The U.S. assault on Yemeni civilians not only continued but radically escalated over the next five years through the end of the Obama presidency, as the U.S. and the U.K. armed, supported, and provide crucial assistance to their close ally Saudi Arabia as it devastated Yemen through a criminally reckless bombing campaign. Yemen now faces mass starvationseemingly exacerbated, deliberately, by the U.S.-U.K.-supported air attacks. Because of the West’s direct responsibility for these atrocities, they have received vanishingly little attention in the responsible countries.

In a hideous symbol of the bipartisan continuity of U.S. barbarism, Nasser al-Awlaki just lost another one of his young grandchildren to U.S. violence. On Sunday, the Navy’s SEAL Team 6, using armed Reaper drones for cover, carried out a commando raid on what it said was a compound harboring officials of al Qaeda in the Arabian Peninsula. A statement issued by President Trump lamented the death of an American service member and several others who were wounded, but made no mention of any civilian deaths. U.S. military officials initially denied any civilian deaths, and (therefore) the CNN report on the raid said nothing about any civilians being killed.

But reports from Yemen quickly surfaced that 30 people were killed, including 10 women and children. Among the dead: the 8-year-old granddaughter of Nasser al-Awlaki, Nawar, who was also the daughter of Anwar Awlaki.

As noted by my colleague Jeremy Scahill — who extensively interviewed the grandparents in Yemen for his book and film on Obama’s “Dirty Wars” —  the girl “was shot in the neck and killed,” bleeding to death over the course of two hours. “Why kill children?” the grandfather asked. “This is the new (U.S.) administration — it’s very sad, a big crime.”

The New York Times yesterday reported that military officials had been planning and debating the raid for months under the Obama administration, but Obama officials decided to leave the choice to Trump. The new president personally authorized the attack last week. They claim that the “main target” of the raid “was computer materials inside the house that could contain clues about future terrorist plots.” The paper cited a Yemeni official saying that “at least eight women and seven children, ages 3 to 13, had been killed in the raid,” and that the attack also “severely damaged a school, a health facility and a mosque.”

As my colleague Matthew Cole reported in great detail just weeks ago, Navy SEAL Team 6, for all its public glory, has a long history of “‘revenge ops,’ unjustified killings, mutilations, and other atrocities.” And Trump notoriously vowed during the campaign to target not only terrorists but also their families. All of that demands aggressive, independent inquiries into this operation.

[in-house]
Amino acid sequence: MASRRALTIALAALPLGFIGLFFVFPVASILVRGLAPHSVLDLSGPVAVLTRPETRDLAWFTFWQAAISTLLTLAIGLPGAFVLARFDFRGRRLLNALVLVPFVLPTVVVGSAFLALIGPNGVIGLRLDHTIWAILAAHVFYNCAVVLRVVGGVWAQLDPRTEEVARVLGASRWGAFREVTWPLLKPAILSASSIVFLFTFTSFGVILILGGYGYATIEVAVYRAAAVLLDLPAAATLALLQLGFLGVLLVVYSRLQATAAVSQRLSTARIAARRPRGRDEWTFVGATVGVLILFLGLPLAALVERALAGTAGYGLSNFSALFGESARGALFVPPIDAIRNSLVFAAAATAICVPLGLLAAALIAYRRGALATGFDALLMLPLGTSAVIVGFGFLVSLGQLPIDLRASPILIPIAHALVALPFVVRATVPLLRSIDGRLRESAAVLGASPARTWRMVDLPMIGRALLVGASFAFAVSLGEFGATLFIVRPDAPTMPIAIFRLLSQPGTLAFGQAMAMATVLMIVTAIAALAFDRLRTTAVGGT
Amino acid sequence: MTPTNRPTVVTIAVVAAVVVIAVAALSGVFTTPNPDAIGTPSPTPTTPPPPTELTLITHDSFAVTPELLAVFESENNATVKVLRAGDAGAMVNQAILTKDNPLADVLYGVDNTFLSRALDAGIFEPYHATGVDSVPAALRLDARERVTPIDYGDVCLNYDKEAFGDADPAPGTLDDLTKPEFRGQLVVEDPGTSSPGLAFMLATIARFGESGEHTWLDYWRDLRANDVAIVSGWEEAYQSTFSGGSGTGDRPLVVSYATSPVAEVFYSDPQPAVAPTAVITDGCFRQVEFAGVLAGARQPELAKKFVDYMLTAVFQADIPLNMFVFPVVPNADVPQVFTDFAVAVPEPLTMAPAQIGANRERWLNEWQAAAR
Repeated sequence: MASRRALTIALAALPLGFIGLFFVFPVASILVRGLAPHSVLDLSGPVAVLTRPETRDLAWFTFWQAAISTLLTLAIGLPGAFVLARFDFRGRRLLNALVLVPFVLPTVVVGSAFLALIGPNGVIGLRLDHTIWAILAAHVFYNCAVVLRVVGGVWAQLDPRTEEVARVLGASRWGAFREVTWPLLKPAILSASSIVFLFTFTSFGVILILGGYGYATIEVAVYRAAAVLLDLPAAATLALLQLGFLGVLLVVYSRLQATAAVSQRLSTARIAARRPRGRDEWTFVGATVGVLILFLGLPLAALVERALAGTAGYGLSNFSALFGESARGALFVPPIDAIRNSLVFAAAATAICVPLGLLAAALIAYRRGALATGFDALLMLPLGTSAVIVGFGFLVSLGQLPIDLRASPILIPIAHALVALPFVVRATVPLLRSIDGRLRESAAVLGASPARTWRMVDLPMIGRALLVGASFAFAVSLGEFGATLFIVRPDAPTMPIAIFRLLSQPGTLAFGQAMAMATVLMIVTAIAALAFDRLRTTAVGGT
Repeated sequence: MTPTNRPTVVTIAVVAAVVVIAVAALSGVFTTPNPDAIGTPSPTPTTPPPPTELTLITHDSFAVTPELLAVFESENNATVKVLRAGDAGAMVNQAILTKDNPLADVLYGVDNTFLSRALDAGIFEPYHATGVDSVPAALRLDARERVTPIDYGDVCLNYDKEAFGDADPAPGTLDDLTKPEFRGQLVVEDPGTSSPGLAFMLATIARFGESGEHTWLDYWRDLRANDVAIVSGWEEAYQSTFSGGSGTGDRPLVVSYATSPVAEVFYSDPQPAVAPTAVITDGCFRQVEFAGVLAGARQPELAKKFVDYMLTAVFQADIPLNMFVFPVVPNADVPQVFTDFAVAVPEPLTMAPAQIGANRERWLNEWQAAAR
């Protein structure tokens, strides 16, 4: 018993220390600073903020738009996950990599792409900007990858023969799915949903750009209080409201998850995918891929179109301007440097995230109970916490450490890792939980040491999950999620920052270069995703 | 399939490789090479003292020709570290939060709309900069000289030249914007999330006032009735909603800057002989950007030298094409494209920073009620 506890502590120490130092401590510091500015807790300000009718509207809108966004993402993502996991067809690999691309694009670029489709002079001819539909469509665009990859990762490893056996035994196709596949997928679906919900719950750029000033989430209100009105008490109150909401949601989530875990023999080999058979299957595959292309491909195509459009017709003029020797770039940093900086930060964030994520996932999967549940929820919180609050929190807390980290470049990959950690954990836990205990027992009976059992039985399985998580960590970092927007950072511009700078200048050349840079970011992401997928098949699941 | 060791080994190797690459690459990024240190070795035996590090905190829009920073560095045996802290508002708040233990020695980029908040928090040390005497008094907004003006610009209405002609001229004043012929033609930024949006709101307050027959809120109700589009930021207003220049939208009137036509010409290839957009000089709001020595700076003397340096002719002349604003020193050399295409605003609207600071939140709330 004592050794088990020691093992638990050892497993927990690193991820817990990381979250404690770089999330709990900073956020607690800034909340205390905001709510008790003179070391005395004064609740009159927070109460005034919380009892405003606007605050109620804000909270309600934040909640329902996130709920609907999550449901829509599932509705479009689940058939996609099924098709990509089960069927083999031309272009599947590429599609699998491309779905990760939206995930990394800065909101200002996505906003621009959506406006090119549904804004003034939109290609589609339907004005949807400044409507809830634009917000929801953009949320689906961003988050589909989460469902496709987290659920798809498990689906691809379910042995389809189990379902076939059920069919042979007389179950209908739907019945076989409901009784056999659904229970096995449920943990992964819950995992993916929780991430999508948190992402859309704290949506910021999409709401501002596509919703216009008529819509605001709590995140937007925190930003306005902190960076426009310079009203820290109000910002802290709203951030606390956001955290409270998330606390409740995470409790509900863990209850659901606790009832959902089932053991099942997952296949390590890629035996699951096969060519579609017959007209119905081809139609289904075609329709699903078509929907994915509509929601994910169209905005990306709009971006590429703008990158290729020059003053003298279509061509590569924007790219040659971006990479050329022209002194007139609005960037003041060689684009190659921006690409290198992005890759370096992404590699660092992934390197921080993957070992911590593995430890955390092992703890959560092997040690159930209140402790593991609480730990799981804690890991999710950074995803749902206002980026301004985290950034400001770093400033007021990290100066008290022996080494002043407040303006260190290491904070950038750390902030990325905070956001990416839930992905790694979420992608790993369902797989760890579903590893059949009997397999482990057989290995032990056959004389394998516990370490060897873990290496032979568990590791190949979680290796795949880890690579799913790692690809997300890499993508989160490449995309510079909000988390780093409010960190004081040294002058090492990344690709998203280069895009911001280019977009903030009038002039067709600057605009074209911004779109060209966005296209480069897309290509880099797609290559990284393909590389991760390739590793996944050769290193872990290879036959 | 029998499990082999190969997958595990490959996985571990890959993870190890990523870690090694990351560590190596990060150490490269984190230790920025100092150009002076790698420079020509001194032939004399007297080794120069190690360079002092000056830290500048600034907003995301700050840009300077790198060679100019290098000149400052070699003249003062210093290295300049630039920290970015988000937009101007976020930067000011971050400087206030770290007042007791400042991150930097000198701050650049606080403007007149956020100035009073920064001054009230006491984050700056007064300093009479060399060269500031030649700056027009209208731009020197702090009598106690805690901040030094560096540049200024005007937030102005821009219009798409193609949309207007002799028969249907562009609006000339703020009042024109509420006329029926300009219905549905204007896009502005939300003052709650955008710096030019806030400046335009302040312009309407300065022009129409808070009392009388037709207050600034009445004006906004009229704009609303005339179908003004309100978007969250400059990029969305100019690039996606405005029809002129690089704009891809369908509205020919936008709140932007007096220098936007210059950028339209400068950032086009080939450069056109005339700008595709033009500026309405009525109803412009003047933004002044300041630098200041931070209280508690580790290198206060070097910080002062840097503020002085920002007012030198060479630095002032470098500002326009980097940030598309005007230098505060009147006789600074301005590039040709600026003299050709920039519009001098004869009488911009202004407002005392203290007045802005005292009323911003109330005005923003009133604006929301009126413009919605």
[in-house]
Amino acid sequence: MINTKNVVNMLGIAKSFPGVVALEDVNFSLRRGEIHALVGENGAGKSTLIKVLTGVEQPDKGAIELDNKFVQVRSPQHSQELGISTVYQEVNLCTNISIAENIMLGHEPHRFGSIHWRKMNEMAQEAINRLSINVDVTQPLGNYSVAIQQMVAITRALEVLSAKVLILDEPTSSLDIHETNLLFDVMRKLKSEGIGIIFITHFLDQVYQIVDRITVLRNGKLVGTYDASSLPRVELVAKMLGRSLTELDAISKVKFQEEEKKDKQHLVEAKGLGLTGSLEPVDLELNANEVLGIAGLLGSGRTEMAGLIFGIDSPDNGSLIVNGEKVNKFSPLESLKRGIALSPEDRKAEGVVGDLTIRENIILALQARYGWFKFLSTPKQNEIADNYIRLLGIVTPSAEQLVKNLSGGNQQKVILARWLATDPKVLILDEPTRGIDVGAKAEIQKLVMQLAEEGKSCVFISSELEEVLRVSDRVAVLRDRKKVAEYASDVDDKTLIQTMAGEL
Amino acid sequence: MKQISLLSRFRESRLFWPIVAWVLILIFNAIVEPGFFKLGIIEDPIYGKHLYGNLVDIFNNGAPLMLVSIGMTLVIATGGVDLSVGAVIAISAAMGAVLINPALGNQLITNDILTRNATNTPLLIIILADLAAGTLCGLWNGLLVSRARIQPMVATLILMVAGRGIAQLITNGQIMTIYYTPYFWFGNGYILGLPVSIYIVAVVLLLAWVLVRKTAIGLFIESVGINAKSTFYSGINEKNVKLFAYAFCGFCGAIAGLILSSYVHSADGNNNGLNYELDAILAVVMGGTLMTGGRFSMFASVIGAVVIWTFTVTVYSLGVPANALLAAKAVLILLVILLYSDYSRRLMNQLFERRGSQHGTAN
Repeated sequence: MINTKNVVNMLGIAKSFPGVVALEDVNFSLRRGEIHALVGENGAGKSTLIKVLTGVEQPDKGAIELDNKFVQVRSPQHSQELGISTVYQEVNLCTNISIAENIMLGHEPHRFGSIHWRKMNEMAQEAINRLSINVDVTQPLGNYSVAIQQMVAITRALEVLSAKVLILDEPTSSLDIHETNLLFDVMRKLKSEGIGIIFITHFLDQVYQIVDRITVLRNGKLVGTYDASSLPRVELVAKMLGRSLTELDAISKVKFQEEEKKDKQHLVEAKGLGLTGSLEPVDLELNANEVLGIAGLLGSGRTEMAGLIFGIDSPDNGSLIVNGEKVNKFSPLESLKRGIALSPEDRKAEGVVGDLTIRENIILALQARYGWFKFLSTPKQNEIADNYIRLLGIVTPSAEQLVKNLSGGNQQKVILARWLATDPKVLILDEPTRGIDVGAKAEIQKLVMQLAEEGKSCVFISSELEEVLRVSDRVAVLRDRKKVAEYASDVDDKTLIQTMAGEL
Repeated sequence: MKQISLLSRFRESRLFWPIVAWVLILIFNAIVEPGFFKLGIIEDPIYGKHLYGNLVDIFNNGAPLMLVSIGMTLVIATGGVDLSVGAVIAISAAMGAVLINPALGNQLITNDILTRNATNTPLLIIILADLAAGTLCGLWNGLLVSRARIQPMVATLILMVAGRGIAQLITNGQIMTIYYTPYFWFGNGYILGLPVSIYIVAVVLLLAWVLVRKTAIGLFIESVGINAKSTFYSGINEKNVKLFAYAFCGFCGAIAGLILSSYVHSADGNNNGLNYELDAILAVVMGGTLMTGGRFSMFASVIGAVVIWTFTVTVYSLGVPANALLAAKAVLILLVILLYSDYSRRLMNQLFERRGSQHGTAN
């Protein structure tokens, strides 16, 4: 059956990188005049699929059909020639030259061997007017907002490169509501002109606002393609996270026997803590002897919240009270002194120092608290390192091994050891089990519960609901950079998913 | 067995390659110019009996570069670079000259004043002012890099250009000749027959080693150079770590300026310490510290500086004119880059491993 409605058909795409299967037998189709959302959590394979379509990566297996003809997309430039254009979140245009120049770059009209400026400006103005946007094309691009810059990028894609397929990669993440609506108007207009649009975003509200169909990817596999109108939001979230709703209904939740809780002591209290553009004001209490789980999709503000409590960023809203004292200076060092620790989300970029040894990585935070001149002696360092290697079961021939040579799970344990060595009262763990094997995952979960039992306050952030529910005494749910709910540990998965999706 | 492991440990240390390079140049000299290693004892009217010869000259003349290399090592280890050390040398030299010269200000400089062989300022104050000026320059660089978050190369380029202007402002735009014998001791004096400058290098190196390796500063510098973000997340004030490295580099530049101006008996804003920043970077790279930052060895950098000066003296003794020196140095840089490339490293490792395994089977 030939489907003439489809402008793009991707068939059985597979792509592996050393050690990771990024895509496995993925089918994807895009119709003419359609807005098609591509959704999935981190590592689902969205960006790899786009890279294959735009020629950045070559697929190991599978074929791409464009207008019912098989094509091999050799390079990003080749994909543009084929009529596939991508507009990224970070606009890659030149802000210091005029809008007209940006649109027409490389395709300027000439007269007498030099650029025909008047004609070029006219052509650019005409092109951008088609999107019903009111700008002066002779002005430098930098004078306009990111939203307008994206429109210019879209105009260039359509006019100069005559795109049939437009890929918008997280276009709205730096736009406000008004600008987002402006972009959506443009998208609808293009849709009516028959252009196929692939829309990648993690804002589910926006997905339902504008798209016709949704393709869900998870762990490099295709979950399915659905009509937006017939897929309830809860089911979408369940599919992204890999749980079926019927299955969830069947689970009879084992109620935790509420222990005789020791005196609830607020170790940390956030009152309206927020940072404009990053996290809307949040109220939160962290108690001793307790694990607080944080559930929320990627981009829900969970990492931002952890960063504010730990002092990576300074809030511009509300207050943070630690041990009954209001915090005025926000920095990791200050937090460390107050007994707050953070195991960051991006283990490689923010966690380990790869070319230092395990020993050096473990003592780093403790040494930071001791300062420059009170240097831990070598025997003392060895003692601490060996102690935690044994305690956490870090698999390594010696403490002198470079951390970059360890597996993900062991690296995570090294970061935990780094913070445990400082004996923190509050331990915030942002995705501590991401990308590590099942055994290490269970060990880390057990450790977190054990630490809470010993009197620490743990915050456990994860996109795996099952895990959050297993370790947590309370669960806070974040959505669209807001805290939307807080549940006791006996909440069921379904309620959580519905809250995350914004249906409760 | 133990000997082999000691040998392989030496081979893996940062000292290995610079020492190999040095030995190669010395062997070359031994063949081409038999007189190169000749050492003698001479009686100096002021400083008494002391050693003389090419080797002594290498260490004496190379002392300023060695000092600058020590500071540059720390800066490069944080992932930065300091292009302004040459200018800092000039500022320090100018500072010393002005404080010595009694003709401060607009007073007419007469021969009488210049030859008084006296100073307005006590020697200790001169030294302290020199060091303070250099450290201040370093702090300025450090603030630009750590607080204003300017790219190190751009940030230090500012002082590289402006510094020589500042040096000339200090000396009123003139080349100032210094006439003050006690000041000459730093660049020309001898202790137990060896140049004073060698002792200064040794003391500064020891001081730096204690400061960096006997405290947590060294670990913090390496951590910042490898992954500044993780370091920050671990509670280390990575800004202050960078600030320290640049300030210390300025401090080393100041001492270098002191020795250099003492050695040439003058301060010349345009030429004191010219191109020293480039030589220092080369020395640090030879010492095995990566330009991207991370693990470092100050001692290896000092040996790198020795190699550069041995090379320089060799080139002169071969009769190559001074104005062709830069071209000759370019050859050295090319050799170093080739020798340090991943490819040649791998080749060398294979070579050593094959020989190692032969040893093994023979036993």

Perhaps most tragic of all is that — just as was true in Iraq — al Qaeda had very little presence in Yemen before the Obama administration began bombing and droning it and killing civilians, thus driving people into the arms of the militant group. As the late, young Yemeni writer Ibrahim Mothana told Congress in 2013:
Drone strikes are causing more and more Yemenis to hate America and join radical militants. … Unfortunately, liberal voices in the United States are largely ignoring, if not condoning, civilian deaths and extrajudicial killings in Yemen.
During George W. Bush’s presidency, the rage would have been tremendous. But today there is little outcry, even though what is happening is in many ways an escalation of Mr. Bush’s policies. …
Defenders of human rights must speak out. America’s counterterrorism policy here is not only making Yemen less safe by strengthening support for AQAP [al Qaeda in the Arabian Peninsula] but it could also ultimately endanger the United States and the entire world.
This is why it is crucial that — as urgent and valid protests erupt against Trump’s abuses — we not permit recent history to be whitewashed, or long-standing U.S. savagery to be deceitfully depicted as new Trumpian aberrations, or the war on terror framework engendering these new assaults to be forgotten. Some current abuses are unique to Trump, but — as I detailed on Saturday — some are the decades-old byproduct of a mindset and system of war and executive powers that all need uprooting. Obscuring these facts, or allowing those responsible to posture as opponents of all this, is not just misleading but counterproductive: Much of this resides on an odious continuum and did not just appear out of nowhere.

It’s genuinely inspiring to see pervasive rage over the banning of visa holders and refugees from countries like Yemen. But it’s also infuriating that the U.S. continues to massacre Yemeni civilians, both directly and through its tyrannical Saudi partners. That does not become less infuriating — Yemeni civilians are not less dead — because these policies and the war theories in which they are rooted began before the inauguration of Donald Trump. It’s not just Trump but this mentality and framework that need vehement opposition.